Economic Policies Adding to Poverty
We live in a time when dogs and cats grow fat and lazy one-fourth of American children grow up in poverty. Those who are on the street, who are hungry and in poor health are the ones feeling the real effects of economic policies that have made half of all Americans poor or near poor, according to new Census Bureau data (Scientific American, April 10, 2012 issue by Daisy Grewal, “How Wealth Reduces Compassion”). Who is more likely to lie, cheat and steal — the poor person or the rich one? After all, if you already have enough for yourself, it’s easier to think about what others may need. But research suggests the opposite is true — as people climb the social ladder, their compassionate feelings towards other people decline.
Berkeley psychologists Paul Piff and Dacher Kletner ran several studies looking at whether social class (as measured by wealth, occupational prestige and education) influences how we care about the feelings of others. The Black Panthers in 1969 began a free breakfast program that so shamed the American Congress it created one of its own. See J. Edgar Hoover memo on the breakfast program of the panthers … for children!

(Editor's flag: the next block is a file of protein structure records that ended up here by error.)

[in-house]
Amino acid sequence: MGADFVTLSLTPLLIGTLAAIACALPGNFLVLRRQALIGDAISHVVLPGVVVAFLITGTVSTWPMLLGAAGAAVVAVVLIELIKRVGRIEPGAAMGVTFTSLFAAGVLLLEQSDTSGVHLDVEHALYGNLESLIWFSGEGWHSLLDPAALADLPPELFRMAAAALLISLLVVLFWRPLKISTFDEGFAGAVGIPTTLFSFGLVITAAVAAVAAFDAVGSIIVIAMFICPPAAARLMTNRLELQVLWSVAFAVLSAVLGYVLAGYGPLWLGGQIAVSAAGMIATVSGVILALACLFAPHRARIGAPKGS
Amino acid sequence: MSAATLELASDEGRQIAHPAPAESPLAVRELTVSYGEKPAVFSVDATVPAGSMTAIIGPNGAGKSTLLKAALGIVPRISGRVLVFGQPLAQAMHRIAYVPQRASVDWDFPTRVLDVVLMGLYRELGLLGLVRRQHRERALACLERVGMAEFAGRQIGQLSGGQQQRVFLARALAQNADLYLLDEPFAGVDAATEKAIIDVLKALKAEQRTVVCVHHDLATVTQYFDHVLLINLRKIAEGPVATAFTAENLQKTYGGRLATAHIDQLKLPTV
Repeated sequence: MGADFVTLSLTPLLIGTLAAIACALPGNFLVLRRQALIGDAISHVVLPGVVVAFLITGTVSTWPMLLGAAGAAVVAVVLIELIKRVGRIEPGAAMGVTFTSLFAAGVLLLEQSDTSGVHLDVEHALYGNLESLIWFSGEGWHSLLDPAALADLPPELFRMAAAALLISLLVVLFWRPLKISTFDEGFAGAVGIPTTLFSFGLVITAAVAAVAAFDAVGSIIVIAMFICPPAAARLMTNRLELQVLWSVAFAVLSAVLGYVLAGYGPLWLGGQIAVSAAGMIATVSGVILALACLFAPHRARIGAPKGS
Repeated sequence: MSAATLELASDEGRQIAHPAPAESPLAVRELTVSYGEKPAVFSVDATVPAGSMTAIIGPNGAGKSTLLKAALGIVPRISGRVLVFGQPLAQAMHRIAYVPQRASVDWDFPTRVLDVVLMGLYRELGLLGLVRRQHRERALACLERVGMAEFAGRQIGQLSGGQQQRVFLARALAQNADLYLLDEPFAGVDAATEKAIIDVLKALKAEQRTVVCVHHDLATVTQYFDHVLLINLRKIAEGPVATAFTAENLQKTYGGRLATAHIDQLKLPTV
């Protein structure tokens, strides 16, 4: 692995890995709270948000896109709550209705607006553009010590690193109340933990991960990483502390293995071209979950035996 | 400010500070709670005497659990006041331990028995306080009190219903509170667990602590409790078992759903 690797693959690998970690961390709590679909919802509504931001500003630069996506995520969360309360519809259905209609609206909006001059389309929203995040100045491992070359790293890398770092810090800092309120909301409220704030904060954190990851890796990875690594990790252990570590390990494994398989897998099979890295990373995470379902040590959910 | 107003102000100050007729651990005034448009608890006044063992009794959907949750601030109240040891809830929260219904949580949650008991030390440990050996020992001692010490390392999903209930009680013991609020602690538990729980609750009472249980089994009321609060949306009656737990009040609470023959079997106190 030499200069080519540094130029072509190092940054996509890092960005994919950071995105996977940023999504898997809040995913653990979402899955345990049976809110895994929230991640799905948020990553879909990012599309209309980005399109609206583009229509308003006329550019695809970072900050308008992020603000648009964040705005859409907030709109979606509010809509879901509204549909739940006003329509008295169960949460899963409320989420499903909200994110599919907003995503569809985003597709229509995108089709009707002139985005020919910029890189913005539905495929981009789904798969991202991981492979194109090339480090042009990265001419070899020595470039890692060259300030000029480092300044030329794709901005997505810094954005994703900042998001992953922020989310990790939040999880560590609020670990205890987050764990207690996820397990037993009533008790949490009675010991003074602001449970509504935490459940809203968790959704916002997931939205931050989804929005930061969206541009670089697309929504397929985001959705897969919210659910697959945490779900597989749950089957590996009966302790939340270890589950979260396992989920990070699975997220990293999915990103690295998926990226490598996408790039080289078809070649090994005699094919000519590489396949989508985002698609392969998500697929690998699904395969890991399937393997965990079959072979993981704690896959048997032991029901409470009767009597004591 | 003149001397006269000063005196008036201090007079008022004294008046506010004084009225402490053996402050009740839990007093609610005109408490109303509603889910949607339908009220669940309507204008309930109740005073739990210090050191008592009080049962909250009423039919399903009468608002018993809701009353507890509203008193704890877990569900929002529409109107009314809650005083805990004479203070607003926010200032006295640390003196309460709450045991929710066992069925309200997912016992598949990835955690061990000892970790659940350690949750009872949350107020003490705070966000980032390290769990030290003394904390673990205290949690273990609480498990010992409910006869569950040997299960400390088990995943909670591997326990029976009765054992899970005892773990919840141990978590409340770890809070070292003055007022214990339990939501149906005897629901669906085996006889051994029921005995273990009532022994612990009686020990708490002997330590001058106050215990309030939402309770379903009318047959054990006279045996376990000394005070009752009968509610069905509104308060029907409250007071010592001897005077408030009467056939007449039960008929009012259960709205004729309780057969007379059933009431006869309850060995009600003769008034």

Jesus was born poor. If he were born in America today he would qualify for pre-Head Start, WIC, and SNAP benefits. Our congressman voted against SNAP benefits, then left Washington, D.C., and dined at a Republican dinner at the Marshall County Country Club. The scientific American profile meets our congressman voting pattern.
The Piff and Keltner research underscored my own personal observation of people of power and wealth. The study makes the point: As power and wealth are obtained, do they distance themselves from others? Yes!
The poor will give more from their little than the wealthy will from their abundance. FDR said, “The test of progress is not whether we add more to the abundance of those who have much, it is whether we provide enough for those who have to little!” It was Donald R. Richberg who wrote “The First Draft.” I spent countless hours researching the quote — sounds like Leo Tolstoy’s diary entry, “people usually think of progress … progress consists only in the greatest clarification of answers to the basic questions of life …”